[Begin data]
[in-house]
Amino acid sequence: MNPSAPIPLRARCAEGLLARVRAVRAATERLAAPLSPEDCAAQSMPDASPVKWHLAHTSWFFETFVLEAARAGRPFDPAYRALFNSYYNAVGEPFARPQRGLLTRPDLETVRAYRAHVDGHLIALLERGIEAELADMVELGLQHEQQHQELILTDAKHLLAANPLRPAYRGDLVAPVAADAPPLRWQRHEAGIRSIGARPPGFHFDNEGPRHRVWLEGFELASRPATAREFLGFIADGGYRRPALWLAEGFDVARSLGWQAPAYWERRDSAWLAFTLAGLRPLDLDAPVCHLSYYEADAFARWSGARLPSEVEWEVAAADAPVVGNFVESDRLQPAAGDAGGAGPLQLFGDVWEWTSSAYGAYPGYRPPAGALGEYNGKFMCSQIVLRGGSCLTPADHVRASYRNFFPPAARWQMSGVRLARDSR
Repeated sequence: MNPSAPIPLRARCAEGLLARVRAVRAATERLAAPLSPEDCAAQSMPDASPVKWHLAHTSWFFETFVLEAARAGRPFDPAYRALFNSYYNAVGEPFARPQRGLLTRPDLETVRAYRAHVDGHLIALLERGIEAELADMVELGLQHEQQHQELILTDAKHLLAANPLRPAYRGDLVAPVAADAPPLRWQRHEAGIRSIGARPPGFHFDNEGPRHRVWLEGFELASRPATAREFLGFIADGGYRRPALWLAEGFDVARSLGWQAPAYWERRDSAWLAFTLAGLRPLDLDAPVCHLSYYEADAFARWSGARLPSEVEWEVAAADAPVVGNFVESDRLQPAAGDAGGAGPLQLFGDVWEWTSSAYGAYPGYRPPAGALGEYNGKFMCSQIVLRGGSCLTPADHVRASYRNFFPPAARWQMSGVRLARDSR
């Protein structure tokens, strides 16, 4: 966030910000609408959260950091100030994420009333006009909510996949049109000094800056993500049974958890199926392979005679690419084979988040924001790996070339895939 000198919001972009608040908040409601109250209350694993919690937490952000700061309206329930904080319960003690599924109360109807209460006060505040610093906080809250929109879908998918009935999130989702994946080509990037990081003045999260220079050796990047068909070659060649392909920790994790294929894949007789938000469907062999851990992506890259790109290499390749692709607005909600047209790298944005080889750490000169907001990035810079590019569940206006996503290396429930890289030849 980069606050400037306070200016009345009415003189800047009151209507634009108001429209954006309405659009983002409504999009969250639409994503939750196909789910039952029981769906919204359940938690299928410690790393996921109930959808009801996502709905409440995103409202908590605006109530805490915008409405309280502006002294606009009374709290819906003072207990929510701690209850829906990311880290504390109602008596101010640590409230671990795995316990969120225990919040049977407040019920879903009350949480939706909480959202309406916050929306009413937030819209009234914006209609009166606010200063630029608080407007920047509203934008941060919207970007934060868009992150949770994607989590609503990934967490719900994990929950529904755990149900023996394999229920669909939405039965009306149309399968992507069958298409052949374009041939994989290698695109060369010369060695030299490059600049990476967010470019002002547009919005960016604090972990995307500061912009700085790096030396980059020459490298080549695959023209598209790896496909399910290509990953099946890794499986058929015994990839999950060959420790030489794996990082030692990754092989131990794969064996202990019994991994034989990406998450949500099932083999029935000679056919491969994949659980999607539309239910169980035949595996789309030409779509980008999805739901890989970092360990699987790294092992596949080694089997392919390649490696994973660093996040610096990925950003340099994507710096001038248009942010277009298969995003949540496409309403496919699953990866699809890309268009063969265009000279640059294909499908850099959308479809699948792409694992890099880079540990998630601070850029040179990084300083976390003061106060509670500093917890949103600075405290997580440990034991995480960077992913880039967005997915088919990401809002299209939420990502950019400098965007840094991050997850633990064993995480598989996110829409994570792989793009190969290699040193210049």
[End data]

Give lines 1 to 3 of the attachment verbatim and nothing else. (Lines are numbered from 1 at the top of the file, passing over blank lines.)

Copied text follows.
[in-house]
Amino acid sequence: MNPSAPIPLRARCAEGLLARVRAVRAATERLAAPLSPEDCAAQSMPDASPVKWHLAHTSWFFETFVLEAARAGRPFDPAYRALFNSYYNAVGEPFARPQRGLLTRPDLETVRAYRAHVDGHLIALLERGIEAELADMVELGLQHEQQHQELILTDAKHLLAANPLRPAYRGDLVAPVAADAPPLRWQRHEAGIRSIGARPPGFHFDNEGPRHRVWLEGFELASRPATAREFLGFIADGGYRRPALWLAEGFDVARSLGWQAPAYWERRDSAWLAFTLAGLRPLDLDAPVCHLSYYEADAFARWSGARLPSEVEWEVAAADAPVVGNFVESDRLQPAAGDAGGAGPLQLFGDVWEWTSSAYGAYPGYRPPAGALGEYNGKFMCSQIVLRGGSCLTPADHVRASYRNFFPPAARWQMSGVRLARDSR
Repeated sequence: MNPSAPIPLRARCAEGLLARVRAVRAATERLAAPLSPEDCAAQSMPDASPVKWHLAHTSWFFETFVLEAARAGRPFDPAYRALFNSYYNAVGEPFARPQRGLLTRPDLETVRAYRAHVDGHLIALLERGIEAELADMVELGLQHEQQHQELILTDAKHLLAANPLRPAYRGDLVAPVAADAPPLRWQRHEAGIRSIGARPPGFHFDNEGPRHRVWLEGFELASRPATAREFLGFIADGGYRRPALWLAEGFDVARSLGWQAPAYWERRDSAWLAFTLAGLRPLDLDAPVCHLSYYEADAFARWSGARLPSEVEWEVAAADAPVVGNFVESDRLQPAAGDAGGAGPLQLFGDVWEWTSSAYGAYPGYRPPAGALGEYNGKFMCSQIVLRGGSCLTPADHVRASYRNFFPPAARWQMSGVRLARDSR